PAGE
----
In MOTORA, Marta Navaridas goes through the highs and lows of the relationship between man and machine with a Volvo V60 as her dance partner. Aware of her own fragility, the performer explores her affects towards the mid-size station wagon and performs a poetic ritual of fatalism that meanders between erotic seduction, wishful thinking, AI dreams and tender anthropomorphisation.
In a way, not just our cars but all machines we build are mirrors of our desires and the way we think about ourselves and our relationship with the world. While we appear to make progress, the cars we build become safer, more autonomous and more connected. But most importantly, like us humans, they exponentially grow in number. Motor vehicles are the ultimate stereotypes of a capitalist promise – the promise of a dream come true, with a potential nightmare in its wake.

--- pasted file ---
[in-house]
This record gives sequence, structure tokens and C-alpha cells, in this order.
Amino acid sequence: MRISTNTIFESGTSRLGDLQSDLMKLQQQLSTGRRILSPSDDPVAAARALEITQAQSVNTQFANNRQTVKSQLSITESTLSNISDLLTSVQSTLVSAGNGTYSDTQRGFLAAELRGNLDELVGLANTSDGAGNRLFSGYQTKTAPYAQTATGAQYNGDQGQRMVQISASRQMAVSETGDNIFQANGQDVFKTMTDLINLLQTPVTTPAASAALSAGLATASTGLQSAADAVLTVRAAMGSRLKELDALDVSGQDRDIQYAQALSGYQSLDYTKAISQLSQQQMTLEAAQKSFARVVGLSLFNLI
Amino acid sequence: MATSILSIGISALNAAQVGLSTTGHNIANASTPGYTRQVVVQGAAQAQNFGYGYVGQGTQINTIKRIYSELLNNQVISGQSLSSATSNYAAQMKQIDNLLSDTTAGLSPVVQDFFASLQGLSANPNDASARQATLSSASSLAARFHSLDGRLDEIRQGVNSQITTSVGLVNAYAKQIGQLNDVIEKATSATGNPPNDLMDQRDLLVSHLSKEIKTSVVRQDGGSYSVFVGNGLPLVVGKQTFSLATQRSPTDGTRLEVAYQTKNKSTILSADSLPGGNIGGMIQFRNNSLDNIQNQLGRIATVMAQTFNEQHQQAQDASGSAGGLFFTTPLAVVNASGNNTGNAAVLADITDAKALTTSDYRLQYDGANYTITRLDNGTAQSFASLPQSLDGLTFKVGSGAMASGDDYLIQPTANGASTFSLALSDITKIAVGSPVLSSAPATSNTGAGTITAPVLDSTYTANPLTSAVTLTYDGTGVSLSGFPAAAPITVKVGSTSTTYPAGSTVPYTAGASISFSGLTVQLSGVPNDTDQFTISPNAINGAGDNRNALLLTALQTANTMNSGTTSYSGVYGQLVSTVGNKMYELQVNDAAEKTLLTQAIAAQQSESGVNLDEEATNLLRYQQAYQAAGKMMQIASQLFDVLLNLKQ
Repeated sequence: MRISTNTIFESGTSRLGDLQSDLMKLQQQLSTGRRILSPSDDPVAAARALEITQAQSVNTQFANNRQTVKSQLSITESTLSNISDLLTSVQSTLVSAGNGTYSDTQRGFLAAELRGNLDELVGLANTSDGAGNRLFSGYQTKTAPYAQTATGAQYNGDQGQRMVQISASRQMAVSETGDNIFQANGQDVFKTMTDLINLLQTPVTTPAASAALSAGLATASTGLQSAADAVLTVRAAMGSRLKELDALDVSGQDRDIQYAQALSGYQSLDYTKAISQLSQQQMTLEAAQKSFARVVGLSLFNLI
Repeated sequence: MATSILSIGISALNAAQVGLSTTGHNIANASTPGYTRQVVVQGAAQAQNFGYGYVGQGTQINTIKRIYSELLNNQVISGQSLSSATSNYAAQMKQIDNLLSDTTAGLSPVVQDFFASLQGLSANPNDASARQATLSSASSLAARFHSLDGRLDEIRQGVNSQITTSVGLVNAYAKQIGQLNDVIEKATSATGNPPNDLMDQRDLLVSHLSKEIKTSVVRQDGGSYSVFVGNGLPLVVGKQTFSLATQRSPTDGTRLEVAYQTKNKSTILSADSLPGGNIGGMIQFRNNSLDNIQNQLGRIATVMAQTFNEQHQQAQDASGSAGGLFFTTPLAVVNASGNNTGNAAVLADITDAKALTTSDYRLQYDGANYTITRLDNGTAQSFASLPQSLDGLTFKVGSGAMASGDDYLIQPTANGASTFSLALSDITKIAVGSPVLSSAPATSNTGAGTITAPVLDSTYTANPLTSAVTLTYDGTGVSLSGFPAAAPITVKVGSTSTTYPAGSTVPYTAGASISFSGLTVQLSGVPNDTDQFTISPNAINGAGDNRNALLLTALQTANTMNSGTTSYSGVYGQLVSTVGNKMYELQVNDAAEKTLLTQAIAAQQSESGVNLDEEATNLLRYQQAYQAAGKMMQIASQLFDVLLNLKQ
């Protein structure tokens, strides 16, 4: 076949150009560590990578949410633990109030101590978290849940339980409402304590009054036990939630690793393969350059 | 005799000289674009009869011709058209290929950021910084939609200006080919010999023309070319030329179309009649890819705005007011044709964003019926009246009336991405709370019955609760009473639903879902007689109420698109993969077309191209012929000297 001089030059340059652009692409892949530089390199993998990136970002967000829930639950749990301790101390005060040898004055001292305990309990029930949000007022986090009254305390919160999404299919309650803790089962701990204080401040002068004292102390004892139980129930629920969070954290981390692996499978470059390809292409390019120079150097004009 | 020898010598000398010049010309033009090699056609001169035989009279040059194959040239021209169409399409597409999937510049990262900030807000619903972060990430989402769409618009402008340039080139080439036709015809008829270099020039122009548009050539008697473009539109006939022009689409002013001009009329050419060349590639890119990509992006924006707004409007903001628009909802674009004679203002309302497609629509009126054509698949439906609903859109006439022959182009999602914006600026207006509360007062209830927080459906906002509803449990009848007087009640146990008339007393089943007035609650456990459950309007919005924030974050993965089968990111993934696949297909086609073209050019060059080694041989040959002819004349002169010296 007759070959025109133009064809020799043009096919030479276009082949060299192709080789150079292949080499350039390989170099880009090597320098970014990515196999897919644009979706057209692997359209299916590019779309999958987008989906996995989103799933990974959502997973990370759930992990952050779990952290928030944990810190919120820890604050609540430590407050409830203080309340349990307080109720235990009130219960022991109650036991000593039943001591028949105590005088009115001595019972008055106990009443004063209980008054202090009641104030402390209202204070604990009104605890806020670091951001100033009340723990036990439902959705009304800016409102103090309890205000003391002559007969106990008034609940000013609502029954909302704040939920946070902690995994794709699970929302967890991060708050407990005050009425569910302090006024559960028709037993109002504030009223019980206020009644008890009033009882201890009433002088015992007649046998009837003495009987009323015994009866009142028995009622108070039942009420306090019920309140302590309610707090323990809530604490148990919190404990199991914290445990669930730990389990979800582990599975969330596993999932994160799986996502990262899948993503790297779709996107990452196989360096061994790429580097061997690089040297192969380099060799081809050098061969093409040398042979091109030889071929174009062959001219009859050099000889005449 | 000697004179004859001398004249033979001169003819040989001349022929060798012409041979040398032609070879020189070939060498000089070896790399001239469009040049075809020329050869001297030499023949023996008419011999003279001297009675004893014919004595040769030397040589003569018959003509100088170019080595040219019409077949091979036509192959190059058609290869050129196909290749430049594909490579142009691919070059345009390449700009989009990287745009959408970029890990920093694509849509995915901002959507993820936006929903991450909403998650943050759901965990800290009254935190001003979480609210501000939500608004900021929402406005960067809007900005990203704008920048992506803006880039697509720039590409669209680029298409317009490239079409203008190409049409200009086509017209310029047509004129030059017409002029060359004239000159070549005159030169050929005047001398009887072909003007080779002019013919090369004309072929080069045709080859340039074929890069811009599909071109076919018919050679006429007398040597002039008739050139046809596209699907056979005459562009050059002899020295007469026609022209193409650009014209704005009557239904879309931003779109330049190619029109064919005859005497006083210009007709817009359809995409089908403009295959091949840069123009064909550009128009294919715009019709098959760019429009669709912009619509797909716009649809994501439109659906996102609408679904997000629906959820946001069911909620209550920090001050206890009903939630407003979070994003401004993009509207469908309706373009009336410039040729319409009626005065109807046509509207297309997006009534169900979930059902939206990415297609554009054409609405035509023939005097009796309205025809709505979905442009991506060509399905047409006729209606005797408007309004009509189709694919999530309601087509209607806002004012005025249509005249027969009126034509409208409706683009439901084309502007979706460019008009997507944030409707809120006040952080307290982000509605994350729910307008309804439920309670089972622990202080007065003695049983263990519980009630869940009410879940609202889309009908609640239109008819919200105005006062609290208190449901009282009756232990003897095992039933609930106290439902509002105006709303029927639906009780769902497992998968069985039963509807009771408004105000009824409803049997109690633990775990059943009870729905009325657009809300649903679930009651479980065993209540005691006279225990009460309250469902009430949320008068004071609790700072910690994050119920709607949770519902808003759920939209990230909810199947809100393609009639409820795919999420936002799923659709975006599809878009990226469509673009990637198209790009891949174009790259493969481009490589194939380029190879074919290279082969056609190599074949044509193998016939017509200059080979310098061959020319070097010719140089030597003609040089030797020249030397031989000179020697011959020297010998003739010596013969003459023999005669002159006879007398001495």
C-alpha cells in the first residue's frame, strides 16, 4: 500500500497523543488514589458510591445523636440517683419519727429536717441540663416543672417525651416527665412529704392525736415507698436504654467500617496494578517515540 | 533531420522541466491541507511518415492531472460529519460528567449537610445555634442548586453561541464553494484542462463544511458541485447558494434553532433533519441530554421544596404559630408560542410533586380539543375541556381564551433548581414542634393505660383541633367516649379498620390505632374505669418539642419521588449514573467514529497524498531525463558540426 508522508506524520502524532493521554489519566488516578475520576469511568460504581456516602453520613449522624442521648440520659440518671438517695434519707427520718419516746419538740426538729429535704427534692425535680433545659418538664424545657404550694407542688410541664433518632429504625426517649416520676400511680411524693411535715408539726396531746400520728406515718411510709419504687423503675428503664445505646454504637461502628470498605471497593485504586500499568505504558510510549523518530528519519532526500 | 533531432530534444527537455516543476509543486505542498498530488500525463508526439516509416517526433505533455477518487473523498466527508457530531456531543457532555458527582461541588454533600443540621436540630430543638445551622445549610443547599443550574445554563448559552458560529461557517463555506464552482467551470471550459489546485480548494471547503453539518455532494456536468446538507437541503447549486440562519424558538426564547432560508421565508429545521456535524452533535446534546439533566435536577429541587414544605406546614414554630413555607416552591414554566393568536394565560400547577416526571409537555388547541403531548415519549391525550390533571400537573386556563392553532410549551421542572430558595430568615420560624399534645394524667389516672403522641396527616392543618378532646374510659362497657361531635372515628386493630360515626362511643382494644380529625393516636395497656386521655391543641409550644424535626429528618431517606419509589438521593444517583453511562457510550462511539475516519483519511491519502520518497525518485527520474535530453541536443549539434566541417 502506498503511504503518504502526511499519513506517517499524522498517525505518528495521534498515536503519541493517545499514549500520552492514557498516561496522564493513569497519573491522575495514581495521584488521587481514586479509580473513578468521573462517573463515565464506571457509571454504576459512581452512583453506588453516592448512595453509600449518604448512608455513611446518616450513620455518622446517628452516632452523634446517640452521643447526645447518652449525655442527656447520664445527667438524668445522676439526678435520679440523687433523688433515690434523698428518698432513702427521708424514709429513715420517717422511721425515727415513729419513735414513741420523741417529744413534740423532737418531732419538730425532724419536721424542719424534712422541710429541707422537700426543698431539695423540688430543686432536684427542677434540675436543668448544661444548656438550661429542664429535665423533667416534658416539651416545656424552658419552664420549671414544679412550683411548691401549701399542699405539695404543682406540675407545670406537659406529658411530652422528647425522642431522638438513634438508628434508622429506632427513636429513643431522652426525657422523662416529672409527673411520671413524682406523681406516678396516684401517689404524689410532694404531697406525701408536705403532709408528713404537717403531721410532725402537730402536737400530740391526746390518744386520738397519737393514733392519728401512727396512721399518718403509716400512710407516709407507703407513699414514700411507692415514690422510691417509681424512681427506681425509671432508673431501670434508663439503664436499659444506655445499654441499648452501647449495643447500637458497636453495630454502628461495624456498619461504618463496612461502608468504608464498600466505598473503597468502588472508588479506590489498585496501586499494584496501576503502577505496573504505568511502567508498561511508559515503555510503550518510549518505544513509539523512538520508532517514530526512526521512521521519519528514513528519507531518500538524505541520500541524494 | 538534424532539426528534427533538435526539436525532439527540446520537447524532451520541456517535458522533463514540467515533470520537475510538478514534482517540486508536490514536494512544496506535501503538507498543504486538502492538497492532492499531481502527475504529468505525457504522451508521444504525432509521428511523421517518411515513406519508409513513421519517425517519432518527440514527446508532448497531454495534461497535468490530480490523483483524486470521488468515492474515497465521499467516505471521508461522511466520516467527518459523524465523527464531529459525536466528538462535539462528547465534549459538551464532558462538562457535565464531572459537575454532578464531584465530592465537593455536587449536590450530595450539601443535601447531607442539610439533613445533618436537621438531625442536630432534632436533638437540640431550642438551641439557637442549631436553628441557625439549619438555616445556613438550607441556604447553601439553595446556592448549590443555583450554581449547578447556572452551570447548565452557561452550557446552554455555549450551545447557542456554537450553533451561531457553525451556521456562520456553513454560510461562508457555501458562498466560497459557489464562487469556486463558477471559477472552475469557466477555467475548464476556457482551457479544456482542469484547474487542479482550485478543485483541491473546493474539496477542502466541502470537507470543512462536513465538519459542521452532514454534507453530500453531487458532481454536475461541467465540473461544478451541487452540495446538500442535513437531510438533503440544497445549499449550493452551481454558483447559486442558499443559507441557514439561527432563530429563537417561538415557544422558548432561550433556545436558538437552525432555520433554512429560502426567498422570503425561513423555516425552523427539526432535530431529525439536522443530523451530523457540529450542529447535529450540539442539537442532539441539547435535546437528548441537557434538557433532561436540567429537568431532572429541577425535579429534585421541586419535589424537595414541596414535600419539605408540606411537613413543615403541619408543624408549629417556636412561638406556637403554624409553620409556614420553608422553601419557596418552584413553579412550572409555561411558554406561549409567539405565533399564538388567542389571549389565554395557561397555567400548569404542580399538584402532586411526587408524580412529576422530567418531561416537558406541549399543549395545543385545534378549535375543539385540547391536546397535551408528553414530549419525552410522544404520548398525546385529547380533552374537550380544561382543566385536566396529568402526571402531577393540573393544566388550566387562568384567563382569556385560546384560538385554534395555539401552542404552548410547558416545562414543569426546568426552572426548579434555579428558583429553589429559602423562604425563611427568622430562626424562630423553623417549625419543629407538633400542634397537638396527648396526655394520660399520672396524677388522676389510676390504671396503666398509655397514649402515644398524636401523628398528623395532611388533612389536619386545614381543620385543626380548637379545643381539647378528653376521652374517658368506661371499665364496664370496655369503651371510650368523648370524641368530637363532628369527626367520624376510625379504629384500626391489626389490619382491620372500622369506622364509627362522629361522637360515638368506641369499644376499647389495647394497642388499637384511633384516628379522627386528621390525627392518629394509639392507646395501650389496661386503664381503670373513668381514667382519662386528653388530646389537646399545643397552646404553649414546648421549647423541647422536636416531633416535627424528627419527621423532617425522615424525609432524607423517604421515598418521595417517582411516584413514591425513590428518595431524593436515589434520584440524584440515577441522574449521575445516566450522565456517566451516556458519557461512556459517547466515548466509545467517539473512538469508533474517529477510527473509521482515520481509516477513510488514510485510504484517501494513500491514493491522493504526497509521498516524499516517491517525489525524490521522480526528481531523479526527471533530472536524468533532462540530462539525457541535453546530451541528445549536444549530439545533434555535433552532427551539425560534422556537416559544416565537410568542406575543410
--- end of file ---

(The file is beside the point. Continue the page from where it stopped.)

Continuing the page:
Inspired, among other sources, by Julia Ducournau’s Film Titane, MOTORA draws on stereotypical dreams of death and desire and motifs such as car wash, car party, and car sex, mixing them with intimate reflections of a person who subjects their relationship with their car to a crash test.